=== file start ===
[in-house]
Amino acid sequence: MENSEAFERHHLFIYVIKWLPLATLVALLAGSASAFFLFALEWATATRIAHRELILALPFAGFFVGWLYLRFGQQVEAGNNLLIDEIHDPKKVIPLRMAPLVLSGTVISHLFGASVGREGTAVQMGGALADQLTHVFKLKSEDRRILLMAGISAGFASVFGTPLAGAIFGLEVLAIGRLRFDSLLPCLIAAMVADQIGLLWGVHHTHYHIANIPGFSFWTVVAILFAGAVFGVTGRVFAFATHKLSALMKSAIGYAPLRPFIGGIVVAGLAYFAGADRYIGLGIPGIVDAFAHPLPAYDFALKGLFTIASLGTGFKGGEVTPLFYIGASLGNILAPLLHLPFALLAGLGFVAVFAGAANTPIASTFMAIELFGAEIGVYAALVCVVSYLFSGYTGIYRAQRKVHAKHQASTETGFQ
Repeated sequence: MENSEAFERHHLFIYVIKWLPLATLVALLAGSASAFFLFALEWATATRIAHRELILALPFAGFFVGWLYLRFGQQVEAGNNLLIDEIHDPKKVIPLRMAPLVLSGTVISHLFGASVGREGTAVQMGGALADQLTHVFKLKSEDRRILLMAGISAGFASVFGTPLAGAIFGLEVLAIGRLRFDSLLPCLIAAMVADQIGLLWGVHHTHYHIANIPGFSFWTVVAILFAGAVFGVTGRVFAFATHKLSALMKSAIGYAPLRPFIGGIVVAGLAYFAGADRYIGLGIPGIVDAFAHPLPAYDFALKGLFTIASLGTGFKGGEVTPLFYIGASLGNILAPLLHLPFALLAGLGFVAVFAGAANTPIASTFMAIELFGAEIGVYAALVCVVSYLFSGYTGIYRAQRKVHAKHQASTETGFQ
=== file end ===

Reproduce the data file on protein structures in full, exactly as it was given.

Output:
[in-house]
Amino acid sequence: MENSEAFERHHLFIYVIKWLPLATLVALLAGSASAFFLFALEWATATRIAHRELILALPFAGFFVGWLYLRFGQQVEAGNNLLIDEIHDPKKVIPLRMAPLVLSGTVISHLFGASVGREGTAVQMGGALADQLTHVFKLKSEDRRILLMAGISAGFASVFGTPLAGAIFGLEVLAIGRLRFDSLLPCLIAAMVADQIGLLWGVHHTHYHIANIPGFSFWTVVAILFAGAVFGVTGRVFAFATHKLSALMKSAIGYAPLRPFIGGIVVAGLAYFAGADRYIGLGIPGIVDAFAHPLPAYDFALKGLFTIASLGTGFKGGEVTPLFYIGASLGNILAPLLHLPFALLAGLGFVAVFAGAANTPIASTFMAIELFGAEIGVYAALVCVVSYLFSGYTGIYRAQRKVHAKHQASTETGFQ
Repeated sequence: MENSEAFERHHLFIYVIKWLPLATLVALLAGSASAFFLFALEWATATRIAHRELILALPFAGFFVGWLYLRFGQQVEAGNNLLIDEIHDPKKVIPLRMAPLVLSGTVISHLFGASVGREGTAVQMGGALADQLTHVFKLKSEDRRILLMAGISAGFASVFGTPLAGAIFGLEVLAIGRLRFDSLLPCLIAAMVADQIGLLWGVHHTHYHIANIPGFSFWTVVAILFAGAVFGVTGRVFAFATHKLSALMKSAIGYAPLRPFIGGIVVAGLAYFAGADRYIGLGIPGIVDAFAHPLPAYDFALKGLFTIASLGTGFKGGEVTPLFYIGASLGNILAPLLHLPFALLAGLGFVAVFAGAANTPIASTFMAIELFGAEIGVYAALVCVVSYLFSGYTGIYRAQRKVHAKHQASTETGFQ